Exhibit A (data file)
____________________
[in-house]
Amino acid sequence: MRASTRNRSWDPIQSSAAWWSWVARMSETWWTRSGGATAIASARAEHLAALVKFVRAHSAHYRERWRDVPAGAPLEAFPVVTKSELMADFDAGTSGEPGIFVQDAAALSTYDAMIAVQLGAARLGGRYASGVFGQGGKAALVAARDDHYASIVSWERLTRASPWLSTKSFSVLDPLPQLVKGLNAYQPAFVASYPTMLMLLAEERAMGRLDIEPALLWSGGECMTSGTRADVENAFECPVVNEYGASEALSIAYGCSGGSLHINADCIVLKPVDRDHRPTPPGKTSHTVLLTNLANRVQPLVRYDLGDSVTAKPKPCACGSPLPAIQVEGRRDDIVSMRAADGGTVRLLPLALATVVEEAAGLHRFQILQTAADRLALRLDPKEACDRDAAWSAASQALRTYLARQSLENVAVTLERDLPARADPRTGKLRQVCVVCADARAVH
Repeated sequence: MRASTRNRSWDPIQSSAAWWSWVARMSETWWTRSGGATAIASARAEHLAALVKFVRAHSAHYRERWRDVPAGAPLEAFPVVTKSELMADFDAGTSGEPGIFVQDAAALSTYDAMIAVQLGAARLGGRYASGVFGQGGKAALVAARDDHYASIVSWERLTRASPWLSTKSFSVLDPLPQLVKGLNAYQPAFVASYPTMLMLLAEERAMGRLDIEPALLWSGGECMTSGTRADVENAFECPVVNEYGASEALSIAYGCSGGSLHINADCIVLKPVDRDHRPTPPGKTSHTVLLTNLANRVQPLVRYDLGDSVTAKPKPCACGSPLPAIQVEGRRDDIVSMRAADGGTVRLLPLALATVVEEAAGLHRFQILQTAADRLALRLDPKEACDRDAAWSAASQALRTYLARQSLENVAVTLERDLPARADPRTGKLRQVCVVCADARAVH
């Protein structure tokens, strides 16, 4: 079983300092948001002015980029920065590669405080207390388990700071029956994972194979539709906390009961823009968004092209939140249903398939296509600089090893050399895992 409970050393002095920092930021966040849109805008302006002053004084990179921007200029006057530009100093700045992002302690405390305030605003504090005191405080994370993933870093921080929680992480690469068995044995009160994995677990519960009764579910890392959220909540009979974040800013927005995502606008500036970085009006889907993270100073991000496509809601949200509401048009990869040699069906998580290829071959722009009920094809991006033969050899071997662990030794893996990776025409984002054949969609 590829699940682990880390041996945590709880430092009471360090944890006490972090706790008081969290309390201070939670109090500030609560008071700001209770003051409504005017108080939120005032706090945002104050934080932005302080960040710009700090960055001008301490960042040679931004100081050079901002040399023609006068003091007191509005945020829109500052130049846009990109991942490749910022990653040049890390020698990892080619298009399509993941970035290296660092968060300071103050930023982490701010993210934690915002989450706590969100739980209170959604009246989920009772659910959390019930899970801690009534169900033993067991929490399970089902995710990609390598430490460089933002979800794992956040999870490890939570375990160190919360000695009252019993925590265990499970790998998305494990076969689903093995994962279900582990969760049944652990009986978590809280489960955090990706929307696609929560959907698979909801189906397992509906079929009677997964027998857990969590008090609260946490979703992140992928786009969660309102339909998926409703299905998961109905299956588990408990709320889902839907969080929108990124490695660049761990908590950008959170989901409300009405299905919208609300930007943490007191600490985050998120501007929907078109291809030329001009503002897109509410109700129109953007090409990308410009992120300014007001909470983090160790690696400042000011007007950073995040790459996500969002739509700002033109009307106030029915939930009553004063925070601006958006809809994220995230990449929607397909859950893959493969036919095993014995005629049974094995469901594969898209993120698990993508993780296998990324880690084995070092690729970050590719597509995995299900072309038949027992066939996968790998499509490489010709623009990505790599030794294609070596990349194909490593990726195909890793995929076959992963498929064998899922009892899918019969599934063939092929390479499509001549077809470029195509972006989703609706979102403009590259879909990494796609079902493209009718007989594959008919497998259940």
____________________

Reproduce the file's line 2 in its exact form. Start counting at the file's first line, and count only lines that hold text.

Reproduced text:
Amino acid sequence: MRASTRNRSWDPIQSSAAWWSWVARMSETWWTRSGGATAIASARAEHLAALVKFVRAHSAHYRERWRDVPAGAPLEAFPVVTKSELMADFDAGTSGEPGIFVQDAAALSTYDAMIAVQLGAARLGGRYASGVFGQGGKAALVAARDDHYASIVSWERLTRASPWLSTKSFSVLDPLPQLVKGLNAYQPAFVASYPTMLMLLAEERAMGRLDIEPALLWSGGECMTSGTRADVENAFECPVVNEYGASEALSIAYGCSGGSLHINADCIVLKPVDRDHRPTPPGKTSHTVLLTNLANRVQPLVRYDLGDSVTAKPKPCACGSPLPAIQVEGRRDDIVSMRAADGGTVRLLPLALATVVEEAAGLHRFQILQTAADRLALRLDPKEACDRDAAWSAASQALRTYLARQSLENVAVTLERDLPARADPRTGKLRQVCVVCADARAVH